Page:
Cupertino mayor certain Apple's 'spaceship' campus will be approvedFollowing a public presentation by Apple Chief Executive Steve Jobs of his company's new proposed corporate campus in Cupertino, Calif., the city's mayor has said there is "no chance" the city council will not approve the structure.
Following Jobs's presentation earlier this week, Cupertino Mayor Gilbert Wong held a press conference in which he expressed enthusiastic support for Apple's proposed 12,000-employee facility. He offered a history of both Apple's and Jobs's roots in Cupertino, and made clear that the city intends to remain partners with the company.
"There is no chance that we're saying no," Wong said. He noted that growing up, he used an Apple II computer and has stuck with the company's products since. He even mentioned this week's announcement of iCloud as the latest product from the company.
"This mothership really has landed here here in Cupertino," he said.
Wong said that building plans for the new facility will be submitted later this year. The review process for the greatly expanded facility will be the same as for any project in the city, reviewing a number of aspects including the environmental impact and effect on traffic patterns.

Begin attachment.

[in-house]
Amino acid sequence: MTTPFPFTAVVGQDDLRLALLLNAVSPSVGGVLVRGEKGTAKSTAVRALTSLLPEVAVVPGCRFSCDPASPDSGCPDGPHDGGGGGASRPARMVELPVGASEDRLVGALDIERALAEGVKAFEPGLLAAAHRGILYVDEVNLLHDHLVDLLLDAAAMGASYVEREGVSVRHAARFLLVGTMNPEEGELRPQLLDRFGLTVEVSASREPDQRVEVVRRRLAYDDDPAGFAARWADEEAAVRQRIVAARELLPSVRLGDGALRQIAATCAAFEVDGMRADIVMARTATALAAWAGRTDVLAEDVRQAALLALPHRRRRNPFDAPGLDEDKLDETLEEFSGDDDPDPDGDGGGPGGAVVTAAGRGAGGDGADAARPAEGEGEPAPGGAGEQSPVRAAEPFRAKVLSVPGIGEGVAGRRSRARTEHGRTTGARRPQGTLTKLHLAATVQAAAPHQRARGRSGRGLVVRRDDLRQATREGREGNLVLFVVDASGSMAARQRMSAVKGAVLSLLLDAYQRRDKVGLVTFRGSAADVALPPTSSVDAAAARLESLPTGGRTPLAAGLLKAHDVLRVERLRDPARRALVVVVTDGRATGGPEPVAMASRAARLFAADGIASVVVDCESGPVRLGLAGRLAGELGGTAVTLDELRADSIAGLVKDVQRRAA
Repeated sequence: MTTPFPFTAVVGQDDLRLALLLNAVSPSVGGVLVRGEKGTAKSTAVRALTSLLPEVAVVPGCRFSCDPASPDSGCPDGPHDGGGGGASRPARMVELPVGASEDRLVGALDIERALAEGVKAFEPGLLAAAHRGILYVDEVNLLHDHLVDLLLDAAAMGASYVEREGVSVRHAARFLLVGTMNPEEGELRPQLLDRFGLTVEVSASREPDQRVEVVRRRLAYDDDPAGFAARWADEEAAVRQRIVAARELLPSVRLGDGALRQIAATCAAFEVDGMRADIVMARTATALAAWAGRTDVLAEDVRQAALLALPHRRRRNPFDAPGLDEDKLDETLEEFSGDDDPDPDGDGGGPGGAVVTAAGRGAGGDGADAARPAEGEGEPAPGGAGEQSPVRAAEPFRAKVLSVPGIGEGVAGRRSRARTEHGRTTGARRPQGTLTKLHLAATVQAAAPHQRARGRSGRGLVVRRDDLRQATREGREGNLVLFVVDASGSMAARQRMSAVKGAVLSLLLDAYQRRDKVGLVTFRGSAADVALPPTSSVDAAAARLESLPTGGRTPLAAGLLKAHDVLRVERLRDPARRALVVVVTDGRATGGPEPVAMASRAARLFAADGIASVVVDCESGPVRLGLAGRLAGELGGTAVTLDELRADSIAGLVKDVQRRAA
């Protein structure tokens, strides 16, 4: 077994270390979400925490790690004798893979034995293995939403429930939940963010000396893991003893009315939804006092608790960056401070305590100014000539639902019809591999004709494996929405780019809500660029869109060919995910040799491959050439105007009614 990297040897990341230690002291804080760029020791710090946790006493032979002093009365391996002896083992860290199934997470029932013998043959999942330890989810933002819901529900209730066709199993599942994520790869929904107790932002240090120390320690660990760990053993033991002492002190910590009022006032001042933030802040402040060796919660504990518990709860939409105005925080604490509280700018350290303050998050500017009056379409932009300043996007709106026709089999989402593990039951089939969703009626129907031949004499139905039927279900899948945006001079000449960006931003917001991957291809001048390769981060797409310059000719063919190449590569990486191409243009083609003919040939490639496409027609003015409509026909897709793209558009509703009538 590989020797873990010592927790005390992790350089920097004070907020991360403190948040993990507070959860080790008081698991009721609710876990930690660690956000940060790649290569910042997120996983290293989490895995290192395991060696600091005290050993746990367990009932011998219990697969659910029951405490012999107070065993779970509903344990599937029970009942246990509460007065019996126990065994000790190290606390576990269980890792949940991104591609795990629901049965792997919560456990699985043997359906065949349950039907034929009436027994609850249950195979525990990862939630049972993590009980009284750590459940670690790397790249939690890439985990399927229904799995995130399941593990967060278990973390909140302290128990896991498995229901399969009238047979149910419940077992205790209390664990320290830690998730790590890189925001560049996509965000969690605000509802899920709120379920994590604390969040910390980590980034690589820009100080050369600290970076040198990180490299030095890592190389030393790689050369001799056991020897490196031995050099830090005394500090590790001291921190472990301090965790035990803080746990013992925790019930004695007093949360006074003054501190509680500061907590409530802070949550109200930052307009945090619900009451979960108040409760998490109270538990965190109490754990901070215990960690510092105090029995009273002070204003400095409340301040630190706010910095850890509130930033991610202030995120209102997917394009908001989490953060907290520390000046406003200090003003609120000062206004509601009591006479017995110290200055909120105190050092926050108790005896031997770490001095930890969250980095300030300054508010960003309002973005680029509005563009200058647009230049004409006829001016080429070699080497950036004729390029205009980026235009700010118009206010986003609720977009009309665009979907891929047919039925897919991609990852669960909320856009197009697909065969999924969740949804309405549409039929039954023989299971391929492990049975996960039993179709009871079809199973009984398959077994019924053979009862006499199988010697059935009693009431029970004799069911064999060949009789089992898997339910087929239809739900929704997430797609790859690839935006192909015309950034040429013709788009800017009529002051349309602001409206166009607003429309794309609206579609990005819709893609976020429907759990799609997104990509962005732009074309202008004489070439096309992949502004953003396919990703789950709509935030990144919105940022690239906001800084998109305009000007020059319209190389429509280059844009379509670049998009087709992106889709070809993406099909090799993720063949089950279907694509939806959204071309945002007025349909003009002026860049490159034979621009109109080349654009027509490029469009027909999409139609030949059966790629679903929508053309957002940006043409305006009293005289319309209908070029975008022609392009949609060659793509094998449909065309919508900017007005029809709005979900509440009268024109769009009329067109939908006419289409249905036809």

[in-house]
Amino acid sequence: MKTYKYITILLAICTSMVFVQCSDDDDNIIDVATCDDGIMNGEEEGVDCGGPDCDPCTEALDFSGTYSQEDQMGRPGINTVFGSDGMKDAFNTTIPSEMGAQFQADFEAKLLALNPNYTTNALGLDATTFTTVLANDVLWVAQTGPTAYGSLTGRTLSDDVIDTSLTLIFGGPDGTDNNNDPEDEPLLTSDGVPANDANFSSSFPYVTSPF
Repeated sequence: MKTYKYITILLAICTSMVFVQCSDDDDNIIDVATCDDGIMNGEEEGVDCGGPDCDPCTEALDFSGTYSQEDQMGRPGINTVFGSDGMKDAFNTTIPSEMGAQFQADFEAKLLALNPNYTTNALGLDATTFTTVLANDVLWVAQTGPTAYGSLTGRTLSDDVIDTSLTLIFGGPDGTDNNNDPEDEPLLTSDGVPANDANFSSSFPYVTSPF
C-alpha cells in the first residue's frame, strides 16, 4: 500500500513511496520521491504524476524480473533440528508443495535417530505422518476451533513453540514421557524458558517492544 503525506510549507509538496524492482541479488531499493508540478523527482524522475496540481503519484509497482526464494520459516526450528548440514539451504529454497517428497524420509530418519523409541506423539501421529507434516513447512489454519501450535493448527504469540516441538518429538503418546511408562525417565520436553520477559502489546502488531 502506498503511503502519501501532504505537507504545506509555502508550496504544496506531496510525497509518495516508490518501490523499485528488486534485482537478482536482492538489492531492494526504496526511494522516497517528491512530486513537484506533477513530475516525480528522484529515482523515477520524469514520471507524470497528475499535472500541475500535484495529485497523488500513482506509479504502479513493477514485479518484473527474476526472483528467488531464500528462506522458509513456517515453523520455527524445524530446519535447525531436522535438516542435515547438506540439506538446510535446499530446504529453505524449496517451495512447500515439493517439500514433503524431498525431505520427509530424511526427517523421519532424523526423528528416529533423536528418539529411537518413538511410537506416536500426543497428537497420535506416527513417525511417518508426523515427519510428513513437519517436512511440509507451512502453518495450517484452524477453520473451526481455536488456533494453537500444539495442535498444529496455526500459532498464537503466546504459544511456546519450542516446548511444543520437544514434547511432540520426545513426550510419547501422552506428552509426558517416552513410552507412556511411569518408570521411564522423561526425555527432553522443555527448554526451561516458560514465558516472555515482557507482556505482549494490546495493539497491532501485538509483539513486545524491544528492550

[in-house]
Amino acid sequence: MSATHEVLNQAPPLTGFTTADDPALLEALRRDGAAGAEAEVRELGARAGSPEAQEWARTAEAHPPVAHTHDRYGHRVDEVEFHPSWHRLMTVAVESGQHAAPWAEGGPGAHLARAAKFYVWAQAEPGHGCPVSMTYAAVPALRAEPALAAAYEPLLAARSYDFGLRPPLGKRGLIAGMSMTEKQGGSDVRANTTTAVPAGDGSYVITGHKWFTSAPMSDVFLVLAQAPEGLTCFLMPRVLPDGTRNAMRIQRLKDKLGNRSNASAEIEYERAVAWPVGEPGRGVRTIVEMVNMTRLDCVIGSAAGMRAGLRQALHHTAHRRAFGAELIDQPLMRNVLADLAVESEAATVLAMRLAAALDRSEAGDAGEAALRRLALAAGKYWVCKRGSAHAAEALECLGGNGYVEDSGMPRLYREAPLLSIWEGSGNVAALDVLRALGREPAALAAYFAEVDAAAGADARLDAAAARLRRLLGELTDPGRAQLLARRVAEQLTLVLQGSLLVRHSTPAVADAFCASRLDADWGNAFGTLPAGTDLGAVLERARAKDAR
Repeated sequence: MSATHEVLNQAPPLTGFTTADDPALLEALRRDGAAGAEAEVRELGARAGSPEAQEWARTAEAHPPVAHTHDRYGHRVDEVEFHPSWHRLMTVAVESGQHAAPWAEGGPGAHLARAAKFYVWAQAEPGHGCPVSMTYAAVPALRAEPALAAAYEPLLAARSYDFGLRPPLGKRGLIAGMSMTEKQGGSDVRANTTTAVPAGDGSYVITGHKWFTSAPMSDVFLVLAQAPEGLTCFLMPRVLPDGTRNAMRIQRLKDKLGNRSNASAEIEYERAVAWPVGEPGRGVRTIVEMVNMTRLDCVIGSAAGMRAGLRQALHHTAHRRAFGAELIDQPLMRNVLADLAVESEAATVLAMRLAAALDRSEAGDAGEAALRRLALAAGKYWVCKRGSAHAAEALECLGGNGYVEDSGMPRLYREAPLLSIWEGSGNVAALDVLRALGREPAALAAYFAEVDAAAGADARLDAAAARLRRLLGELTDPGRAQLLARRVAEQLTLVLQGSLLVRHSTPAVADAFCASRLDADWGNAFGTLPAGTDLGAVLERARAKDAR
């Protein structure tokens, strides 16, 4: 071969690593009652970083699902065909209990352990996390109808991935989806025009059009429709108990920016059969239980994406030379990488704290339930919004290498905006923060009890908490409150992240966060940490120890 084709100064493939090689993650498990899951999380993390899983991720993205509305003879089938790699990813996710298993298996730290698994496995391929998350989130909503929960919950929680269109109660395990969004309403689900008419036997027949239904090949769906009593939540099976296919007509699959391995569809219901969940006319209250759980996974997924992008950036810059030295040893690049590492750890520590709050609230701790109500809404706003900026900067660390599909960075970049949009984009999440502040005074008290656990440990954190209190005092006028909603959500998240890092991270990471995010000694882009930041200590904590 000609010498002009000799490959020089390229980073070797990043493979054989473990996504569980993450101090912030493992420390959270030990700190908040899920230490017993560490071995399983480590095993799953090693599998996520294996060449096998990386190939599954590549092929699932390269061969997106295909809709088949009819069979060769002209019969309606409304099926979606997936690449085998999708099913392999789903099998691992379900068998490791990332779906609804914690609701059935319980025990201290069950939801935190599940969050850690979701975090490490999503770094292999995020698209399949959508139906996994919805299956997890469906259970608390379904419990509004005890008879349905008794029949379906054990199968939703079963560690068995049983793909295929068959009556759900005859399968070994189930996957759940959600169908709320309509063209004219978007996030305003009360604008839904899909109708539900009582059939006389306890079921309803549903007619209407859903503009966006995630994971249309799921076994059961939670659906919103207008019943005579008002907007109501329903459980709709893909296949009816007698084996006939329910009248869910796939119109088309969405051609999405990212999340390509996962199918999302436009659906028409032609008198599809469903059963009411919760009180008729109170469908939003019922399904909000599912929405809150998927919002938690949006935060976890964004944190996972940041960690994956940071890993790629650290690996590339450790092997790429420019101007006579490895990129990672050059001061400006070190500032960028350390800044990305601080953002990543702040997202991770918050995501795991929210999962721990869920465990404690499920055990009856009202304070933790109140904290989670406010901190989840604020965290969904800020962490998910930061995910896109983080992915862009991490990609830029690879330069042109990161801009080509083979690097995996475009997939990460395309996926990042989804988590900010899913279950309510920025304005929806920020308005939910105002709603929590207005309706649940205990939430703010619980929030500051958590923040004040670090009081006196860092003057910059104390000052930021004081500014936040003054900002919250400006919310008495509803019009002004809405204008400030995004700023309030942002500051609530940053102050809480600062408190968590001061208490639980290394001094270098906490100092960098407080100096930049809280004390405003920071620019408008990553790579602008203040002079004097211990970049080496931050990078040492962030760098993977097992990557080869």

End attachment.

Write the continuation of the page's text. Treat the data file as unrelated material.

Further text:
The city and Apple expect the project to be completed by 2015. The new, large, circular building would augment the current Infinite Loop facilities. Wong encouraged people to track the progress of the project at a special site set up at cupertino.org/apple.
Jobs first announced his company's plans to build a new campus in Cupertino to the city council in April of 2006. This week, the CEO presented more detailed plans, which were met with great enthusiasm by the council.
"It's like a spaceship landed," Jobs told the council of the proposed facility's circular design. "It's got this gorgeous courtyard in the middle, but it's got a lot more."
Among the building's features would be curved glass all along the exterior. Jobs said that Apple has utilized its expertise in making iconic retail facilities around the world in designing the new office.
The new campus would consist of 80 percent landscaping, compared to the current land's ratio of 20 percent. Jobs said Apple would nearly double the number of trees on the property from 3,700 to 6,000.
Apple's plans also include underground parking to maximize green space, and an above-ground parking garage just four stories high to preserve the "human scale" of the campus. The iPhone maker would also supply its own power, using the city grid as a backup.
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